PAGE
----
• Be straight to the point. People with ASD have problems with communication. Due to this, you may have misunderstandings if you don’t take care when communicating with them. When talking to them, try asking specific questions.

For example, instead of asking them how they feel, ask them which body part hurts. Being more precise in speaking and asking questions will help you get the information you need about their health and provide the necessary response quicker.

  • Mind their sensory experience. Many things can be nothing for you but triggering to those with autism. Loud noises, bright lights, strong smells, and other strong sensory inputs can cause distress for autistic people.
  • Observe their needs. Since people with autism have communication problems, they might be unable to properly tell you if they are experiencing any distress with their health.

Be observant of their words and behavior, as they can be strong indications of problems. If they do something that doesn’t follow usual patterns, make sure to be observant and try to know if something is giving them trouble.

  • Support groups can be helpful. With ASD or not, seniors face many of the same problems and challenges that come with old age. Most of that is loneliness and isolation. As the family members and peers of aging autistic people progress with their life, they might feel like they are being left out.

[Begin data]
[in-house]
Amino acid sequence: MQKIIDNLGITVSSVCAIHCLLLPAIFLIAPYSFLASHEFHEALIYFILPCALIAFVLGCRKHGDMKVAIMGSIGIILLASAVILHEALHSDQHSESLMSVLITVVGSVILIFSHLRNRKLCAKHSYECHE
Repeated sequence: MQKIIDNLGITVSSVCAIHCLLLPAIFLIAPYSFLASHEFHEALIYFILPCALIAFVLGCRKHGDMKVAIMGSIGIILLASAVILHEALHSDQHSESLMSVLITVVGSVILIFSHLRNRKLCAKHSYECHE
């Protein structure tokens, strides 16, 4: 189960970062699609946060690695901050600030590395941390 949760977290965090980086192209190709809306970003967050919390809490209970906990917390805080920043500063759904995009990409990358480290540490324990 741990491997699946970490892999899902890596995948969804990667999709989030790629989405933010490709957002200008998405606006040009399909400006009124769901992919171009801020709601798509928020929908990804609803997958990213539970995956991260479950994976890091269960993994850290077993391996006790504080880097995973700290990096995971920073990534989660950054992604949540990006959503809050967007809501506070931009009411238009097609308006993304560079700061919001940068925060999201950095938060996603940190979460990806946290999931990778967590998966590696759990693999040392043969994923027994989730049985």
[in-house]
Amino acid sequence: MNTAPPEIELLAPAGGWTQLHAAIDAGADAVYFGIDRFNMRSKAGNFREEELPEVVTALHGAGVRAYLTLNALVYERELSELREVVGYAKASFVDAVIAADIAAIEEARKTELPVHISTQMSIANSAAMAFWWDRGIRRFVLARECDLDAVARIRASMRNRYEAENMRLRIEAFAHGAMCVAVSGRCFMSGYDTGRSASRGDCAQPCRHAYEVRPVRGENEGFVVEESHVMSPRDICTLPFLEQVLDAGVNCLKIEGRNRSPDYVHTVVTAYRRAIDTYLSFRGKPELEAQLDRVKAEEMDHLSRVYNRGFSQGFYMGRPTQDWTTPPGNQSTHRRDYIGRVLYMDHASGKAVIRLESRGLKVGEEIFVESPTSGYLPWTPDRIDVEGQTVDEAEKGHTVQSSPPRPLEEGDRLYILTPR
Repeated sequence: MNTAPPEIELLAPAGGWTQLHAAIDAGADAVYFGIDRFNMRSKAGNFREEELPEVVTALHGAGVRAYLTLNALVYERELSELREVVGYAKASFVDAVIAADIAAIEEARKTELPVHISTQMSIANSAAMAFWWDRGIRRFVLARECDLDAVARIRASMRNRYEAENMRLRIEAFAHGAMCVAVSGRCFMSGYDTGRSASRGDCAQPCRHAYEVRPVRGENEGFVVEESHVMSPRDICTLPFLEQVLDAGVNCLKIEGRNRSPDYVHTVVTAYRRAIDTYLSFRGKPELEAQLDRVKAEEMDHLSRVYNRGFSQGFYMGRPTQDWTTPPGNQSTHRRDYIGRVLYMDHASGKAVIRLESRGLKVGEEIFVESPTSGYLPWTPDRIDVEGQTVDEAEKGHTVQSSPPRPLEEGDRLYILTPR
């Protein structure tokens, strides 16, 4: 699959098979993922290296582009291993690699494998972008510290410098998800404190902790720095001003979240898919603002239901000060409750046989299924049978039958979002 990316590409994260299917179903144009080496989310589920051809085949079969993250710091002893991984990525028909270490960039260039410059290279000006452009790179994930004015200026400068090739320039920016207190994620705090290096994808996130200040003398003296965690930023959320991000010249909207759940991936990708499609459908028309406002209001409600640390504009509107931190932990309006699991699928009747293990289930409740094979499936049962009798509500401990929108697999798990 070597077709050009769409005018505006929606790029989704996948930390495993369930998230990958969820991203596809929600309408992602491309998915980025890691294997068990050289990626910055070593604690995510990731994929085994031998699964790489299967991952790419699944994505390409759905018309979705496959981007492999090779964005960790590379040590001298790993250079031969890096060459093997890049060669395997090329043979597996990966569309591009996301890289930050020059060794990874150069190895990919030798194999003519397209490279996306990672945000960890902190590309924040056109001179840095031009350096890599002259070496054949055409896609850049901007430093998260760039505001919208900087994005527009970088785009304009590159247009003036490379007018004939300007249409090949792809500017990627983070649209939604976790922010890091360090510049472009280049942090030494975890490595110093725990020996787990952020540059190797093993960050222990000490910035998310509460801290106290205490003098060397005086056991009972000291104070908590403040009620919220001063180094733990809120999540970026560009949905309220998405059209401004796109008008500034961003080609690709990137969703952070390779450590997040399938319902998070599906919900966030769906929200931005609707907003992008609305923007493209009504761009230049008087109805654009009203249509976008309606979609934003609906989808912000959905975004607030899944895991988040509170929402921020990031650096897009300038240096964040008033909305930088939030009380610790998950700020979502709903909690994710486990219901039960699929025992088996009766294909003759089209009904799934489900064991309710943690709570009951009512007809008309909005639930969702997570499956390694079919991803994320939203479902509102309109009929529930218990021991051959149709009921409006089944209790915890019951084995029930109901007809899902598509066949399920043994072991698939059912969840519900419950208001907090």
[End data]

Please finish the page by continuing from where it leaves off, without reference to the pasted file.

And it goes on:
Everyone needs a support system, and even more so for autistic adults. To help them, try to find other adults struggling with autism near you to create support groups that will help them relate to others. Also, this will be a great opportunity for you to share what you know and get new tips and information with other people who take care of aging autistic adults.

Medical support is important

Autism is a complex condition, and it requires in-depth knowledge and understanding about the condition to help aging autistic adults cope as they continue to deal with autism coupled with old age.

Aging autistic adults need professional medical and emotional support to help them live life more normally and integrate into society. With the right medical assistance, they can help you know more about what you need to do and find out if there are problems you don’t know about or you need to prepare for in the future.

If necessary, you might also want to consider a healthcare facility like Homestyle Aged Care, where your aging autistic adult family members can enjoy professional care.


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Isreal Olabanji DST RN
Isreal Olabanji DST RN
Am Isreal olabanji a dental assistant and public health professionals and has years of experience in assisting the dentist with all sorts of dental issues. We regularly post timely and trustworthy medical information and news. My goal is to enlighten everyone in all aspects of health towards participating in fitness, Dental care, healthy recipes, child health, obstetrics, and more.